Home News Medical residents could strike Sept. 12

Medical residents could strike Sept. 12

by The Concordian August 30, 2011

Medical residents are prepared to strike this week, arguing that they are underpaid and overworked, especially in comparison to residents in other parts of North America. Photo by Navneet Pall

Quebec’s medical residents are one step closer to taking strike action after weeks of pressure tactics.
Following a day of negotiations with the Ministry of health on Aug. 25, representatives of the Fédération des médecins résidents du Québec presented the government’s latest offer to 1,200 members at a general assembly the next day.
“I would say that the offer that they’ve put on the table on Thursday is far from being satisfactory for us. It’s simply not enough,” said FMRQ president Charles Dussault.
While the offer was slightly higher than the previous one, Dussault said that if the government can’t present a better option by the end of this week, residents will walk off the job Sept. 12.
The union and the government have been in contract negotiations for the past 18 months over salaries and acknowledging residents’ work in training medical students.
Residents argue that they are underpaid and overworked, especially in comparison to residents in other parts of North America. Dussault said that Quebec residents were on par with their Canadian counterparts 10 years ago, but that the discrepancy has since grown to 32 per cent.
Dussault suggested that residents are also treated differently than other public employees, like not being offered overtime. “They [the government] simply don’t want to hear it.”
First-year residents in Quebec stand to make $41,000 a year, and can make around $65,000 by their sixth or seventh year. As well, residents in Quebec work on average 66 hours a week, according to the results of a survey of FMRQ members.
Residents suspended teaching to medical students on July 11 as a pressure tactic.
While medical students have said they support the residents’ side of the debate, many say they don’t agree with their methods, out of fear that their education is being jeopardized.
Phil Vourtzoumis, a third-year McGill University medical student and Canadian Federation of Medical Students representative, likened the decision to treating students as ”bargaining chips.”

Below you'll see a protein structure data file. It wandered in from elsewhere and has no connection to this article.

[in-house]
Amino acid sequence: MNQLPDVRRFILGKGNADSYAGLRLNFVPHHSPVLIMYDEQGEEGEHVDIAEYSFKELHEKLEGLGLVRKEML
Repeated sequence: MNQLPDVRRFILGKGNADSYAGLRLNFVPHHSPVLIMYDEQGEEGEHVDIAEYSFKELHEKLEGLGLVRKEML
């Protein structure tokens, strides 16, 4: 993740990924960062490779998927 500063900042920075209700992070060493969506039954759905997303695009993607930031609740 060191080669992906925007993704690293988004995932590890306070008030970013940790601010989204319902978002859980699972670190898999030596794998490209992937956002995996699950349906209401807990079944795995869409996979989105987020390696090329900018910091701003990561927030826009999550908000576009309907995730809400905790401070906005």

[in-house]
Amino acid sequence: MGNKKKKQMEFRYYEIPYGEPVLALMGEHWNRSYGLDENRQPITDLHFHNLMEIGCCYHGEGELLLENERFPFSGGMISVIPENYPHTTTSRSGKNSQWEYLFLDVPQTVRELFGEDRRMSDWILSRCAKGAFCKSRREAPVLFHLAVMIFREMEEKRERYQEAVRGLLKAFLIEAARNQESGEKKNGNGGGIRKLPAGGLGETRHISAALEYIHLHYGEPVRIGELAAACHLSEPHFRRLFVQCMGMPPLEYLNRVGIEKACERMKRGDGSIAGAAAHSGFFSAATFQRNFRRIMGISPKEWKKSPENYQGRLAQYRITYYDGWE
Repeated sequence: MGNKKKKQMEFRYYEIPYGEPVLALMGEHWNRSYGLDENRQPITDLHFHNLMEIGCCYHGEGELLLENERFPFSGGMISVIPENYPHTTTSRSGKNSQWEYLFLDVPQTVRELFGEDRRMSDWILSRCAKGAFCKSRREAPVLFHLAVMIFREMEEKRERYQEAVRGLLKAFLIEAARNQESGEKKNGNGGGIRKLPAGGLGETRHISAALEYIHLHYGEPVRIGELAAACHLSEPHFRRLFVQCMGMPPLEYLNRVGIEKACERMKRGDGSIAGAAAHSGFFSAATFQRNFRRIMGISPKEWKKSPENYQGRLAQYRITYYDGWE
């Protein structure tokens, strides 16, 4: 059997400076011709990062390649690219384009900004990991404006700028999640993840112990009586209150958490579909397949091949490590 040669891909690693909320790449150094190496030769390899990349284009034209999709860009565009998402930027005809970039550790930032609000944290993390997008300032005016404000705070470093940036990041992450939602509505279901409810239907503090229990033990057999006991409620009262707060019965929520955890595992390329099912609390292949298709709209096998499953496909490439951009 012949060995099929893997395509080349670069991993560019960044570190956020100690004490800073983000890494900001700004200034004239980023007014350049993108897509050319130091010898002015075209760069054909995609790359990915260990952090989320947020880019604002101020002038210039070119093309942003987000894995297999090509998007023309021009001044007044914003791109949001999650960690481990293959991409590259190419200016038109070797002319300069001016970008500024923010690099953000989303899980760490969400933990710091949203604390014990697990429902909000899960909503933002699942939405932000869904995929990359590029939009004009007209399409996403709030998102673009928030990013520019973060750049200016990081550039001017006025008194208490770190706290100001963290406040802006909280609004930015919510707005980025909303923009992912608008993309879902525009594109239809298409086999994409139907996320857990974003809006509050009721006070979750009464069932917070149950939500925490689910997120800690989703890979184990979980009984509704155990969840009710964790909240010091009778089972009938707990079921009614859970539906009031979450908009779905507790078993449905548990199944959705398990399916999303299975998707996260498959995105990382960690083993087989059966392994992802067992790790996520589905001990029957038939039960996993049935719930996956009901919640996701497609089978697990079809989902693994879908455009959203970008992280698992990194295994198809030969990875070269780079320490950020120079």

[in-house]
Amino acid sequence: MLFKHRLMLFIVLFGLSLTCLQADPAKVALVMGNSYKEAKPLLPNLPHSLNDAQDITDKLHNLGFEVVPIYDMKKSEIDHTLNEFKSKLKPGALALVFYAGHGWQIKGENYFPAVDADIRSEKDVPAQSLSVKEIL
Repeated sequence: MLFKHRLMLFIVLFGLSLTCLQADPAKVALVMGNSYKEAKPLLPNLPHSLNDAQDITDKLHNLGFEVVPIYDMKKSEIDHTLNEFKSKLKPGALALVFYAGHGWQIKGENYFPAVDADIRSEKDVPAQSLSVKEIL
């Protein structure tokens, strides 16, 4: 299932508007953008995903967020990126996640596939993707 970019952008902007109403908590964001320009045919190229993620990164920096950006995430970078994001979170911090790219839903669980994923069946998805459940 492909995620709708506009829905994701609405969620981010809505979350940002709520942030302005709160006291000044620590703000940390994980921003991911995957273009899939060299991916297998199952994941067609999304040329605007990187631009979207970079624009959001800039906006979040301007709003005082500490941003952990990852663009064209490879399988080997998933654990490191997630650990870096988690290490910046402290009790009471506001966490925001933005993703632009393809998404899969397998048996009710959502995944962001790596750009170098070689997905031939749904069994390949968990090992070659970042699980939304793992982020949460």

“They basically have us hostage,” said Vourtzoumis. Some students, he said, have been kicked off of their wards.
“A lot of us support the reason they’re going on strike, but we don’t support the measures they’re taking,” explained third-year McGill university medical student Andrew Zakhari, who co-wrote an opinion piece denouncing the teaching suspension.
But Zakhari said he supports residents walking off the job. “I think a full-on strike will probably be a lot more effective at getting the message across,” he argued, saying that suspending teaching impacts only medical students, while the effect of a strike would be broader.
As the residents’ work is considered essential services, only 10 per cent of the union’s 3,000 members will walk off the job every day until they come to an agreement with the government. Dussault added that protests and picketing may be decided at a later date.
Both sides have agreed to an intense schedule of meetings in Quebec City. However, despite having had a strike mandate for weeks now, the union will avoid the strike if possible.
“We want to try and find a way to settle this before the strike, that’s for sure,” said Dussault. “And obviously, the plan is dependent on the results of the negotiations. It’s not in our plans to stop negotiating.”

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